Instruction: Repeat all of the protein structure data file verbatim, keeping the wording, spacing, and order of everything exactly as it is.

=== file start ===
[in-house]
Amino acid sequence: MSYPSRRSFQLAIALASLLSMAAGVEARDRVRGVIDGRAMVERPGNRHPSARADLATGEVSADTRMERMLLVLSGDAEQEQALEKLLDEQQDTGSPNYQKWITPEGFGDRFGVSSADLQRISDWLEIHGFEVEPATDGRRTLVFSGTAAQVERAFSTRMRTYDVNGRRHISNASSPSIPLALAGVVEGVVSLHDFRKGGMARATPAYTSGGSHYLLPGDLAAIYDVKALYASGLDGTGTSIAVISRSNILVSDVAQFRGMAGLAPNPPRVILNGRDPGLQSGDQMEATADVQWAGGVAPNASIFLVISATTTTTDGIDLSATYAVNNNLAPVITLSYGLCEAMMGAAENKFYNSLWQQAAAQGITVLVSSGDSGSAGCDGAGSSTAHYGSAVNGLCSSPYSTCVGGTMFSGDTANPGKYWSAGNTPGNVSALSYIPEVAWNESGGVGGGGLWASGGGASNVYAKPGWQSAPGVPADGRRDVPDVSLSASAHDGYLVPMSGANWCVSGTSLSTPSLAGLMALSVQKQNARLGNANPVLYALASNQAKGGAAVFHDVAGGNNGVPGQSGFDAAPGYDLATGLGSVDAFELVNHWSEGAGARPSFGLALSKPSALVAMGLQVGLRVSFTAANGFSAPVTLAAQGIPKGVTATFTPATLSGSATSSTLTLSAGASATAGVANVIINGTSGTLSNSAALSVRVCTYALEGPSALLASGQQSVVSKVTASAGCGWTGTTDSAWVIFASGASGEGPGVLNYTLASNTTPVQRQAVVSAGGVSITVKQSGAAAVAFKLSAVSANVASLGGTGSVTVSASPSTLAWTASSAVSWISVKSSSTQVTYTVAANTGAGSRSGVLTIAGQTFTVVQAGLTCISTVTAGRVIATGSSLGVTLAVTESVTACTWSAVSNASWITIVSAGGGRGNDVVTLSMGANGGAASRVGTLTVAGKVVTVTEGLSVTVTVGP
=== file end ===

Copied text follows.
[in-house]
Amino acid sequence: MSYPSRRSFQLAIALASLLSMAAGVEARDRVRGVIDGRAMVERPGNRHPSARADLATGEVSADTRMERMLLVLSGDAEQEQALEKLLDEQQDTGSPNYQKWITPEGFGDRFGVSSADLQRISDWLEIHGFEVEPATDGRRTLVFSGTAAQVERAFSTRMRTYDVNGRRHISNASSPSIPLALAGVVEGVVSLHDFRKGGMARATPAYTSGGSHYLLPGDLAAIYDVKALYASGLDGTGTSIAVISRSNILVSDVAQFRGMAGLAPNPPRVILNGRDPGLQSGDQMEATADVQWAGGVAPNASIFLVISATTTTTDGIDLSATYAVNNNLAPVITLSYGLCEAMMGAAENKFYNSLWQQAAAQGITVLVSSGDSGSAGCDGAGSSTAHYGSAVNGLCSSPYSTCVGGTMFSGDTANPGKYWSAGNTPGNVSALSYIPEVAWNESGGVGGGGLWASGGGASNVYAKPGWQSAPGVPADGRRDVPDVSLSASAHDGYLVPMSGANWCVSGTSLSTPSLAGLMALSVQKQNARLGNANPVLYALASNQAKGGAAVFHDVAGGNNGVPGQSGFDAAPGYDLATGLGSVDAFELVNHWSEGAGARPSFGLALSKPSALVAMGLQVGLRVSFTAANGFSAPVTLAAQGIPKGVTATFTPATLSGSATSSTLTLSAGASATAGVANVIINGTSGTLSNSAALSVRVCTYALEGPSALLASGQQSVVSKVTASAGCGWTGTTDSAWVIFASGASGEGPGVLNYTLASNTTPVQRQAVVSAGGVSITVKQSGAAAVAFKLSAVSANVASLGGTGSVTVSASPSTLAWTASSAVSWISVKSSSTQVTYTVAANTGAGSRSGVLTIAGQTFTVVQAGLTCISTVTAGRVIATGSSLGVTLAVTESVTACTWSAVSNASWITIVSAGGGRGNDVVTLSMGANGGAASRVGTLTVAGKVVTVTEGLSVTVTVGP